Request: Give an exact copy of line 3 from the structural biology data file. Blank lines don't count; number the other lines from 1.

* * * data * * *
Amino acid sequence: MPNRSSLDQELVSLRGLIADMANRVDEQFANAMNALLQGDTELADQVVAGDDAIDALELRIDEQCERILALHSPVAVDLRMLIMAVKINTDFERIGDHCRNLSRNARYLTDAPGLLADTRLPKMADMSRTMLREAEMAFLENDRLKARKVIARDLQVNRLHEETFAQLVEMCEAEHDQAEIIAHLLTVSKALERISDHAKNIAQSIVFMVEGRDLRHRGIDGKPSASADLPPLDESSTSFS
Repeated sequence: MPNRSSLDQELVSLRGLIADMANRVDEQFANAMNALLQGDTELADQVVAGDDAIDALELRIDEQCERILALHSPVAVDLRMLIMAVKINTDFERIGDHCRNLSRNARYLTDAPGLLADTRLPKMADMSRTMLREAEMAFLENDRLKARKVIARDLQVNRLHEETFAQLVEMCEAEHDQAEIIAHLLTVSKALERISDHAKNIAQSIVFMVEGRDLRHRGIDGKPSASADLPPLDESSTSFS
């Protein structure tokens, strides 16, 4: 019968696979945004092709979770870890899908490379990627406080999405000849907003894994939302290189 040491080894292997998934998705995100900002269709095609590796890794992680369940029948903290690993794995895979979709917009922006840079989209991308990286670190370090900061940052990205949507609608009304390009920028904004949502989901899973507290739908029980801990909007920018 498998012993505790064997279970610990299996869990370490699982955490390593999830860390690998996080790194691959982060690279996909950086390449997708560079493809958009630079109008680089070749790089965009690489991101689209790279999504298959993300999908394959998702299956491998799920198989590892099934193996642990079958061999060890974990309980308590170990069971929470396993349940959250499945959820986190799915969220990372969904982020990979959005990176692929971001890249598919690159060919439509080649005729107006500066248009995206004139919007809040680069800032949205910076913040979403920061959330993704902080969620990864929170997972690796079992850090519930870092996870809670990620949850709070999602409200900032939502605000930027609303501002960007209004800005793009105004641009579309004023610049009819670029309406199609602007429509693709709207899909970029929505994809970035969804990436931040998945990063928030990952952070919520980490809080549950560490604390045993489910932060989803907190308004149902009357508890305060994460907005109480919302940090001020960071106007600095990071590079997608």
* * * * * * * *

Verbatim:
């Protein structure tokens, strides 16, 4: 019968696979945004092709979770870890899908490379990627406080999405000849907003894994939302290189 040491080894292997998934998705995100900002269709095609590796890794992680369940029948903290690993794995895979979709917009922006840079989209991308990286670190370090900061940052990205949507609608009304390009920028904004949502989901899973507290739908029980801990909007920018 498998012993505790064997279970610990299996869990370490699982955490390593999830860390690998996080790194691959982060690279996909950086390449997708560079493809958009630079109008680089070749790089965009690489991101689209790279999504298959993300999908394959998702299956491998799920198989590892099934193996642990079958061999060890974990309980308590170990069971929470396993349940959250499945959820986190799915969220990372969904982020990979959005990176692929971001890249598919690159060919439509080649005729107006500066248009995206004139919007809040680069800032949205910076913040979403920061959330993704902080969620990864929170997972690796079992850090519930870092996870809670990620949850709070999602409200900032939502605000930027609303501002960007209004800005793009105004641009579309004023610049009819670029309406199609602007429509693709709207899909970029929505994809970035969804990436931040998945990063928030990952952070919520980490809080549950560490604390045993489910932060989803907190308004149902009357508890305060994460907005109480919302940090001020960071106007600095990071590079997608």